“What is Kale?” The question seemed a bit surprising to me, since I grew up on this green, but then upon further thought, I realized that until I had started cooking it myself, it had almost always been presented to me in Portuguese Kale and Bean soup. My mother is half Portuguese, and the recipe is inexpensive to make, so it was a staple in my household growing up.
What is Kale?
So to answer the question What is Kale? … It is a leafy green vegetable, from the cabbage family. While I have always grown, and purchased curly kale, a flat leafed variety is also commonly available, as well as, several other cultivars.
Nutritional Benefits of Kale
Kale packs a great nutritional punch. It is low in calories, high in fiber, and is an outstanding source of vitamins A, K & C. It is also high in manganese, calcium & iron, and has been shown to help lower cholesterol and cancer risk. This cruciferous vegetable has both antioxidant and anti-inflammatory benefits for the body, so adding it to your family’s diet makes good common sense.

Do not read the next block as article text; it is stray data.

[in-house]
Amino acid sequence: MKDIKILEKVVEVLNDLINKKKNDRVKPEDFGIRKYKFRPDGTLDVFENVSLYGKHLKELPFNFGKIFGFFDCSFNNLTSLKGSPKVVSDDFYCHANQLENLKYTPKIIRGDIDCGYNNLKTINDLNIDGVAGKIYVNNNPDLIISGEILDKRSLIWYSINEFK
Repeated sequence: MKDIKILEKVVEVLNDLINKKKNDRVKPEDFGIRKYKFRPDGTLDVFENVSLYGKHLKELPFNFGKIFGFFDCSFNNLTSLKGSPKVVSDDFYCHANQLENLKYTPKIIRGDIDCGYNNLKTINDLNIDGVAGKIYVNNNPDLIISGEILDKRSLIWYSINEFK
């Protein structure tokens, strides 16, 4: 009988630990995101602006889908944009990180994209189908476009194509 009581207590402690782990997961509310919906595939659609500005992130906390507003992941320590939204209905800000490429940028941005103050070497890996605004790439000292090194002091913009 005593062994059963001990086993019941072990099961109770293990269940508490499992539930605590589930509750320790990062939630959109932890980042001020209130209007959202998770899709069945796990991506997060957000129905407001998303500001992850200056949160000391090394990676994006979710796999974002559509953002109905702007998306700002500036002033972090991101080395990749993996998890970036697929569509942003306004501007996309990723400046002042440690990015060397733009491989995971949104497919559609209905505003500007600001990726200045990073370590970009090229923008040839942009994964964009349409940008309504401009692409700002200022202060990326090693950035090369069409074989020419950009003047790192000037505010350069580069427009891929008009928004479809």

How to Cook Kale
Kale is often used in soups, but is well suited for saute, stir fry, braising and steaming. It can be baked into breads, mashed into potatoes, and even baked into chips. Pretty much any way you would cook collards or other greens, could be readily adapted for cooking kale. Keep in mind though, like most vegetables, long boiling will destroy much more of the nutritional value, than methods like stir frying or steaming will.
Kale is pretty easy to grow, and is a great crop to fill in the spaces left bare by late spring, early summer crops, since it is typically planted late in the season, as it handles frosts well (actually frost improves the flavor of this green). Many years, even here in New England, we have been able to harvest right through the winter, even under snow. Like other cruciferous vegetables, kale prefers full sun and moist well drained rich soil, for optimal results.
If you didn’t know what kale is, now you do